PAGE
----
It was incredible to find out that such a prominent figure shared the same burden I carried daily. As a black undocumented person, I have felt incredibly isolated, not really knowing anyone who looked like me that was in a similar position.

We Are Among You

In reality, there are many of us. According to the Migration Policy Institute, a Washington-based think tank, “There are about 600,000 black undocumented immigrants among the approximately 11 million undocumented immigrants in the United States.” Additionally, a report released by the Black Alliance for Just Immigration (BAJI) found, “More than one of every five non-citizens facing deportation on criminal grounds before the Executive Office for Immigration Review is black.” So, despite the fact that undocumented black immigrants make up less than six percent of the undocumented community, they make up approximately 20 percent of those facing deportation on criminal grounds.

My point is this: the plight of immigrants is something that black Christians should care about and even engage politically. Black immigrants are here and are among you. We go to school with you, work with you, take care of your elderly mothers and fathers, nanny your children, teach at Sunday schools, and worship God next to you. We are also fearful of being honest because some of us get the impression that our African-American brothers and sisters do not care about immigration because they have been taught to think of immigration as a Latino issue.

It has been said many times and bears repeating that black people are not a monolith. We are as diverse in experience and background as any other people group. Although my skin is black, I should never think of myself, nor should anyone assume that I or any other black person is the foremost authority on all issues black people face. I am simply advocating for this community of faith to care and advocate for an immigration reform bill that would bring long-delayed relief to hundreds of thousands of people who currently reside and have built their lives here in the United States.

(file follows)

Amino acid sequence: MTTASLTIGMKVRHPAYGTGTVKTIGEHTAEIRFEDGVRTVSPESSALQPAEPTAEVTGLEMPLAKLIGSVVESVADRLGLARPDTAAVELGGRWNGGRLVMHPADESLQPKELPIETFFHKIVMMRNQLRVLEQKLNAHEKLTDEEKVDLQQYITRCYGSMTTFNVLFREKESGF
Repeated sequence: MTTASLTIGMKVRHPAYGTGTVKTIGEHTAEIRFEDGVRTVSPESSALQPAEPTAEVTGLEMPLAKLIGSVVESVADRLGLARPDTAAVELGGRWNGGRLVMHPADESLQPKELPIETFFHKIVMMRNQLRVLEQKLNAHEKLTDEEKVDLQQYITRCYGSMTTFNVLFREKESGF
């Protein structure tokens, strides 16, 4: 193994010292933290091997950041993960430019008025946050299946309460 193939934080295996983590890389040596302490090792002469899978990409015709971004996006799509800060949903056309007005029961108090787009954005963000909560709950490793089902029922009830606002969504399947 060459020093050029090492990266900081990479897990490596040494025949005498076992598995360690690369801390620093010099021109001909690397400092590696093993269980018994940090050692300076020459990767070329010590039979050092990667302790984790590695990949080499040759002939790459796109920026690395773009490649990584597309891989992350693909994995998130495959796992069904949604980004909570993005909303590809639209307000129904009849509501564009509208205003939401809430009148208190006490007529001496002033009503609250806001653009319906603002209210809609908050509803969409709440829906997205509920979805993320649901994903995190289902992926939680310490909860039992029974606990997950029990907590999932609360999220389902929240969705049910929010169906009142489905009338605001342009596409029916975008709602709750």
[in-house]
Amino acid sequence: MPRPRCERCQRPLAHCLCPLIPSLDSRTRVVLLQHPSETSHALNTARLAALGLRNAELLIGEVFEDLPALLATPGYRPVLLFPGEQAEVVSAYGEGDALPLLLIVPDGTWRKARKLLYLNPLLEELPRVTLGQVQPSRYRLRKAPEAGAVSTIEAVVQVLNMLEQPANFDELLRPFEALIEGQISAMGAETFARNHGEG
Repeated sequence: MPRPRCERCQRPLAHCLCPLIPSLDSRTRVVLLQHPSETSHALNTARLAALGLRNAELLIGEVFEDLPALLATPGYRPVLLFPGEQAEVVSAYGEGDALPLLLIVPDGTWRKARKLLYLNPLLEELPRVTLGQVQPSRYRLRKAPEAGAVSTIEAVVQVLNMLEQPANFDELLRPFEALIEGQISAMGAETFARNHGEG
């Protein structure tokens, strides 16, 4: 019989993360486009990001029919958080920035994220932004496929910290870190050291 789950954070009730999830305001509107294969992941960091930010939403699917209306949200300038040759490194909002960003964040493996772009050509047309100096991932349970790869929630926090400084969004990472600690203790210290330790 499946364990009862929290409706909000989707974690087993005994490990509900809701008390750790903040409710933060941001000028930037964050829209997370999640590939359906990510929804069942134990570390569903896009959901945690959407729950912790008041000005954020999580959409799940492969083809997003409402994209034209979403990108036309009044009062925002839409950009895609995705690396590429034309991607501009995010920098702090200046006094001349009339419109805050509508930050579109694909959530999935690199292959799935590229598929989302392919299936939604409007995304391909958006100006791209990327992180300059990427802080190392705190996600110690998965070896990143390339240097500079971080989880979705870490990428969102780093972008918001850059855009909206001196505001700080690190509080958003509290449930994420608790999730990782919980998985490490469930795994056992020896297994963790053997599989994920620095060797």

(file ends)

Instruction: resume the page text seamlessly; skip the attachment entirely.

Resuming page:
14 thoughts on “The Black Face of Immigration

  1. Billy Mzenga

    Thomas – you make interesting points worth pondering. Thank you.

  2. Thomas W.

    Hey Billy,

    Thanks for the response. I’ll add you on twitter, but will leave one more response here as twitter is a bit confining on it’s conversational capacity.

    1. Sure. I agree that reasoning with new information is not irrational. However, irrationalism creeps in when we begin limiting the possibilities to our filter. For instance, it’s plausible that the Castille incident is indicative of law enforcement culture. However, it’s also plausible it’s not. It is a situation that is impossible to prove the underlying variables and whether or not it can be an example that fits a hypothesis of greater law enforcement. This goes for Brown, Sterling, etc in recent years.
    Likewise, the anti-immigration proponent who uses the acts of an illegal or subset of illegals to portray the whole of illegals, or worse legals, is also irrational. For that person, their fear goes up, but it does so irrationally. They’ve gone beyond that new information to drawing conclusions that dismiss other factors that are relevant. And more so, it is then being used to judge those that disagree, and have not constrained the possibilities at least. How many people agree, or how plausible isn’t enough.

    2. I was more curious as to how their theology was failing in action in your experience. I certainly think what you experienced is true to what you are saying, as many churches are that way unfortunately, nor is it limited to one color. However, I would guard that societal problems and that prioritization is okay to vary amongst churches. One church’s focus elsewhere, say foreign missions or abortion, does not mean they lack engagement on large societal issues. For me I’d personally rank ending abortion, as it has cost almost 20 million african americans their lives. But I make no devaluing of others who see racism as a whole as a greater issue to fight for them. Society is full of this though, and it creeps into how we respond to others and presume judgement.